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ABIDJAN (Reuters) - Fierce fighting spread across Abidjan on Friday as troops loyal to Ivory Coast's Laurent Gbagbo fended off attacks by forces supporting Alassane Ouattara's rival claim to the presidency.
The heaviest clashes centered around the state television station, which went off the air after it was attacked by pro-Ouattara forces over Thursday night, but which resumed broadcasting pro-Gbagbo footage late on Friday.
The boom of heavy weapons fire rang out constantly from near Gbagbo's residence and presidential palace, both of which have come under attack, as well as two major military bases -- turning Ivory Coast's main city into a war zone.
"We can hear shooting and see soldiers moving but there are also armed civilians running in the streets," said Camara Arnold, a resident of Cocody, the neighborhood that is home to the state television building and Gbagbo's residence.
Two white MI-24 attack helicopters belonging to the United Nations peacekeeping mission circled above central Abidjan's palm-fringed lagoon, but did not intervene.
Gbagbo, who has refused to quit after a November 28 election that U.N.-certified results showed he lost, has been hit by a number of high-level defections in the military.
The African Union, former colonial ruler France, the United States, and U.N. Secretary General Ban Ki-moon called on him to step down immediately.
But in the commercial capital loyalists have dug in, and a Paris-based Gbagbo adviser said the incumbent's surrender was "out of the question."
Forces supporting Ouattara, recognized as winner of the November election by African nations and Western powers, marched into Abidjan on Thursday after a swift push south that initially met with little resistance.
But they now face Gbagbo's most reliable fighters, the roughly 2,500-strong elite Republican Guard, clustered in Abidjan along with remaining regular army troops.
U.N. peacekeepers in Ivory Coast killed at least five soldiers loyal to Gbagbo during a clash in Abidjan, while three peacekeepers were injured in a separate incident, according to an internal U.N. document seen by Reuters on Friday.
The United Nations, which has accused Gbagbo's side of abuses against civilians and of stirring up anti-U.N. sentiment, also called on Ouattara to rein in his forces, citing what it said were unconfirmed reports they had abducted and mistreated civilians.
While figures for dead and wounded were unavailable, Doctors Without Borders said it had treated at least 80 people over the past two days, most of them suffering from gunshot wounds.
"The majority are young men, though we can not tell whether they are combatants or civilians," said Mego Terzian, the aid group's emergency desk manager. "We are taking care of anyone who is able to reach our hospital."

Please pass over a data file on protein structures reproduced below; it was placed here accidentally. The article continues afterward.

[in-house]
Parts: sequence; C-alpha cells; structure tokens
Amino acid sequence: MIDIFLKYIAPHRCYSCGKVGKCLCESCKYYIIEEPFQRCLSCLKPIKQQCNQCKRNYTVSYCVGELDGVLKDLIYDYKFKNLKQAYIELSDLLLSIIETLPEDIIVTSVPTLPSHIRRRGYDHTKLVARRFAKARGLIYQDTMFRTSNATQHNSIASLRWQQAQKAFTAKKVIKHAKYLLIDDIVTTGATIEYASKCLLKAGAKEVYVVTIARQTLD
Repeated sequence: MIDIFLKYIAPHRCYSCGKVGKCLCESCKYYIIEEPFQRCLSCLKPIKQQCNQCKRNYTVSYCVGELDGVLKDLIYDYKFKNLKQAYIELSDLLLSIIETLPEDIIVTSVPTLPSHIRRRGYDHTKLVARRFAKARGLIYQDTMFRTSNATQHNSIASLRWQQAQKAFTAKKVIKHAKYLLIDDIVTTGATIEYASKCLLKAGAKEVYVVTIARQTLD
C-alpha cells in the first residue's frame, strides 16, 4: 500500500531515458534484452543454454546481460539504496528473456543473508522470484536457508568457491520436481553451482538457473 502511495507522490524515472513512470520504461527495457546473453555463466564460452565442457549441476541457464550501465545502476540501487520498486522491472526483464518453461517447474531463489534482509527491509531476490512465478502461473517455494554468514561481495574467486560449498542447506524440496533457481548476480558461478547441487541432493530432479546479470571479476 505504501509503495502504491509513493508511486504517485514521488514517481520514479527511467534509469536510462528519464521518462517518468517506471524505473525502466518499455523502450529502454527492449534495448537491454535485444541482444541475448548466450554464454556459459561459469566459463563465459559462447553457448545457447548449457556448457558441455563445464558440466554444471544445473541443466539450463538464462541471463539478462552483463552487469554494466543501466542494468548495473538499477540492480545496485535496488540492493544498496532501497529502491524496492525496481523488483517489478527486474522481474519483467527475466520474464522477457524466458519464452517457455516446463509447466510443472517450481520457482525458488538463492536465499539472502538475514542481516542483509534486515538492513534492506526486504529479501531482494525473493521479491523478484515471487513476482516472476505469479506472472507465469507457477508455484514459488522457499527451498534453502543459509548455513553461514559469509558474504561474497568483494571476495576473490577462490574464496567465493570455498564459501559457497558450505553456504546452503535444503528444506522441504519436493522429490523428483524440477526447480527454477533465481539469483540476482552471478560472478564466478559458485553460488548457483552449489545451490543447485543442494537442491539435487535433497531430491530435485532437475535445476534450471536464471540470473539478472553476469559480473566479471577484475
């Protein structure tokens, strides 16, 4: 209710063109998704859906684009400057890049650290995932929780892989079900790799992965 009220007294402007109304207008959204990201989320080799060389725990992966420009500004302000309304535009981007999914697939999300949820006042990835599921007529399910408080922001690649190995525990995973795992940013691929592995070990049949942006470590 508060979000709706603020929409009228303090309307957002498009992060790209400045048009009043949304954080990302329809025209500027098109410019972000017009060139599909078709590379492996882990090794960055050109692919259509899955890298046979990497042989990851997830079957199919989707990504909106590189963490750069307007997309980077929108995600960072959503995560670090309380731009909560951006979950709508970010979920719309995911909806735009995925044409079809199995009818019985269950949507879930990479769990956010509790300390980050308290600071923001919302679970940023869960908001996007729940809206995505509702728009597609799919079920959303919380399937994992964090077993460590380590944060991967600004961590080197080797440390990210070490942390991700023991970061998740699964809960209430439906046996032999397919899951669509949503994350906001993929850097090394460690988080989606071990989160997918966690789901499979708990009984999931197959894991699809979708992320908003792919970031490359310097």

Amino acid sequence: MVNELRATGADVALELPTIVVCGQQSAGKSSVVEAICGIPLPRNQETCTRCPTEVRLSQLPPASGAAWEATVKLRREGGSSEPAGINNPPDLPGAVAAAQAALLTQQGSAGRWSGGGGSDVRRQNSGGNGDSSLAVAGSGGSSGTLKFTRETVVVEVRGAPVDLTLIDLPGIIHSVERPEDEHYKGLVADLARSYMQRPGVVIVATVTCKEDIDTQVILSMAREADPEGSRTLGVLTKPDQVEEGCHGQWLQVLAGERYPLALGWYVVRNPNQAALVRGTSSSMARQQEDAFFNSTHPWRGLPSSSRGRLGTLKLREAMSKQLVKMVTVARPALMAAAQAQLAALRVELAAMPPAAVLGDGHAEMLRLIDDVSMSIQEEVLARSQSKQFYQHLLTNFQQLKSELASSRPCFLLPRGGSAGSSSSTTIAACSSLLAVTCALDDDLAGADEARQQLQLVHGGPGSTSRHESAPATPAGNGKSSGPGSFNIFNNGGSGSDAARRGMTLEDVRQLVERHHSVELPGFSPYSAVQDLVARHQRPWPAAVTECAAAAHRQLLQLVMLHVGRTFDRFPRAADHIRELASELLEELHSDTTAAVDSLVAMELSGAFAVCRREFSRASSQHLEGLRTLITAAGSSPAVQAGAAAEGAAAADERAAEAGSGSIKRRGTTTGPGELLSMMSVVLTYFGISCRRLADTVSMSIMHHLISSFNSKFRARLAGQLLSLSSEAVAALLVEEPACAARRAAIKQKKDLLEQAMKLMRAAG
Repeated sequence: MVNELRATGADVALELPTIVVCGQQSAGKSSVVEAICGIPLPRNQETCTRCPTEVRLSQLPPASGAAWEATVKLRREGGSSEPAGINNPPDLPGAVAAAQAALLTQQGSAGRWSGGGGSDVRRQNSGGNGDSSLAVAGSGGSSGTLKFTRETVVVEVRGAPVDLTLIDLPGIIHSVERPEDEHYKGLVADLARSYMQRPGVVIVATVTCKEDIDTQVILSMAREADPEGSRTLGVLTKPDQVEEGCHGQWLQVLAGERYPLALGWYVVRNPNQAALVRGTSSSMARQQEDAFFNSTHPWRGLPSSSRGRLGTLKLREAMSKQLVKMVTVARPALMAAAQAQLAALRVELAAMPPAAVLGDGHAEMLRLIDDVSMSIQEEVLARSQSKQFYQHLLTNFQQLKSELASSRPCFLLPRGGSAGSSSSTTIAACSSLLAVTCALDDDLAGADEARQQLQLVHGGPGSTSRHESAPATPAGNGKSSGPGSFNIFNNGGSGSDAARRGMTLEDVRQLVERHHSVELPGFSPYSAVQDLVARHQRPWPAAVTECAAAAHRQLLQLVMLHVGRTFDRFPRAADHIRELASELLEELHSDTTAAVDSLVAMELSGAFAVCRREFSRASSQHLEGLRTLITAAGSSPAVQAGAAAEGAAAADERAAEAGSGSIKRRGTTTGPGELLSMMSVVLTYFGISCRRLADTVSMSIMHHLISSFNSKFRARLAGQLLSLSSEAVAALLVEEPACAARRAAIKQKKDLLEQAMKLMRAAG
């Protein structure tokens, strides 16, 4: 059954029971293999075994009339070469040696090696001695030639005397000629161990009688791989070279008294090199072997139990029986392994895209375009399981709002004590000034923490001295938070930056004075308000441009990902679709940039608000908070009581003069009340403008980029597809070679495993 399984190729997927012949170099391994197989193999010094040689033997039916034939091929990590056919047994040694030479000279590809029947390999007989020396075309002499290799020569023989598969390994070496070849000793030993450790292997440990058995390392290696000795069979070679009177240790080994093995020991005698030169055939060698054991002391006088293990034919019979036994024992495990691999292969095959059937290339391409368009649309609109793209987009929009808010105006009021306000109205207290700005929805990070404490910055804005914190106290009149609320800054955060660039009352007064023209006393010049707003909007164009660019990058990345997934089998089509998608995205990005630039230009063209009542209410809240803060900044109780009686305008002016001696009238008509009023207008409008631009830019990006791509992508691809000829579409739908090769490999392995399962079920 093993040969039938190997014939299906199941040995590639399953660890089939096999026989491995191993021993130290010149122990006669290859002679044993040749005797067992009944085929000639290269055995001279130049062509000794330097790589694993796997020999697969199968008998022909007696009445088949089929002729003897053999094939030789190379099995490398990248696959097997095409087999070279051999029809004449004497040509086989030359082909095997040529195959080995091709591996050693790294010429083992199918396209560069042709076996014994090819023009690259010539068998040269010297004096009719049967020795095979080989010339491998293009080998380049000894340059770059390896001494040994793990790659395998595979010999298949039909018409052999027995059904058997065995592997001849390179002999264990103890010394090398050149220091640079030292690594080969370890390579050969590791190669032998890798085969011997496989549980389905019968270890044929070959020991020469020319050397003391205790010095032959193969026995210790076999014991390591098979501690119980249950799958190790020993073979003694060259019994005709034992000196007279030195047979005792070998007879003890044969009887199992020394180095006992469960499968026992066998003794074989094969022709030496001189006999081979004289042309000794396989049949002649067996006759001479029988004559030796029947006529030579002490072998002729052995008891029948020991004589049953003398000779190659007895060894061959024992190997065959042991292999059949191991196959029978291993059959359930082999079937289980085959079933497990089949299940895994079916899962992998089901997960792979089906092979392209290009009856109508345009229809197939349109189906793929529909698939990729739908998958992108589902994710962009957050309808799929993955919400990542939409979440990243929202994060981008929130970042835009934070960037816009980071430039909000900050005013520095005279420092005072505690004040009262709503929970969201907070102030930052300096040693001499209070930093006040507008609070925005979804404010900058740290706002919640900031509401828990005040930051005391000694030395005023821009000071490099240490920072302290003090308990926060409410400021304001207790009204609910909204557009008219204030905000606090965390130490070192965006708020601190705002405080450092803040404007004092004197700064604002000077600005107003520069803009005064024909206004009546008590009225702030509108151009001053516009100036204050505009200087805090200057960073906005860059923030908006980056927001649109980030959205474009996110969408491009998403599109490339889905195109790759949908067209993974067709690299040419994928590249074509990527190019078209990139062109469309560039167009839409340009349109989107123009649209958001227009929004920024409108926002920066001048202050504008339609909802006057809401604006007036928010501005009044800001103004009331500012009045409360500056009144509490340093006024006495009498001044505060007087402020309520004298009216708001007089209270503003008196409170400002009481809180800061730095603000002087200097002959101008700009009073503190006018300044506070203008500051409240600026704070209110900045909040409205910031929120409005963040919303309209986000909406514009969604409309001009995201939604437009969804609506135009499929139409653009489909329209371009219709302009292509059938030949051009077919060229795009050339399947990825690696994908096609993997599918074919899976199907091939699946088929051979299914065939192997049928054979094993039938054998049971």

Corinne Dufka, senior West Africa researcher at Human Rights Watch, said witnesses in Treichville, where the Republican Guard has a base used to protect Abidjan's main bridges, and Port Bouet reported "numerous" civilians killed by sniper fire.
The power struggle in the world's top cocoa grower pushed cocoa prices higher in recent weeks, but they have tumbled since on expectations exports will soon be freed up.
Ivory Coast's $2.3 billion 2032 bond, on which it defaulted in January, extended gains on Friday, rising more than 3 points to a 3-1/2-month high.
A Paris-based adviser of Gbagbo's, Toussaint Alain, said Gbagbo remained in Ivory Coast and would not give up. He declined to say if Gbagbo was in Abidjan.
"We would urge Mr Gbabgo to read the writing on the wall and to step down now," a U.S. State Department spokesman said.
Hundreds of foreigners have been taken to a French military camp after they were threatened by looters taking advantage of the chaos.
Gbagbo has been in power since 2000. His mandate ran out in 2005 but the presidential election was delayed until 2010, ostensibly because of instability in the country.
A Sorbonne-educated history professor who prides himself on being in touch with ordinary Ivorians, he rose to prominence as firebrand lecturer who challenged the autocratic rule of Ivory Coast's first post-independence president.
The four months of post-election turmoil has killed hundreds and rekindled the country's 2002-3 civil war. About 1 million have fled Abidjan alone and 122,000 have gone to Liberia.
This week, Ouattara's forces advanced from all directions, taking the capital Yamoussoukro and San Pedro cocoa port.
An EU diplomat said sanctions will not be lifted on San Pedro cocoa port until Gbagbo steps down.
Some of Gbagbo's top officers, including the head of his armed forces and gendarmerie, have abandoned him but an unknown number are putting up stiff resistance.
Additional reporting by Tim Cocks in Abidjan; Additional reporting by George Fominyen and David Lewis; Writing by Richard Valdmanis and David Lewis; Editing by Andrew Roche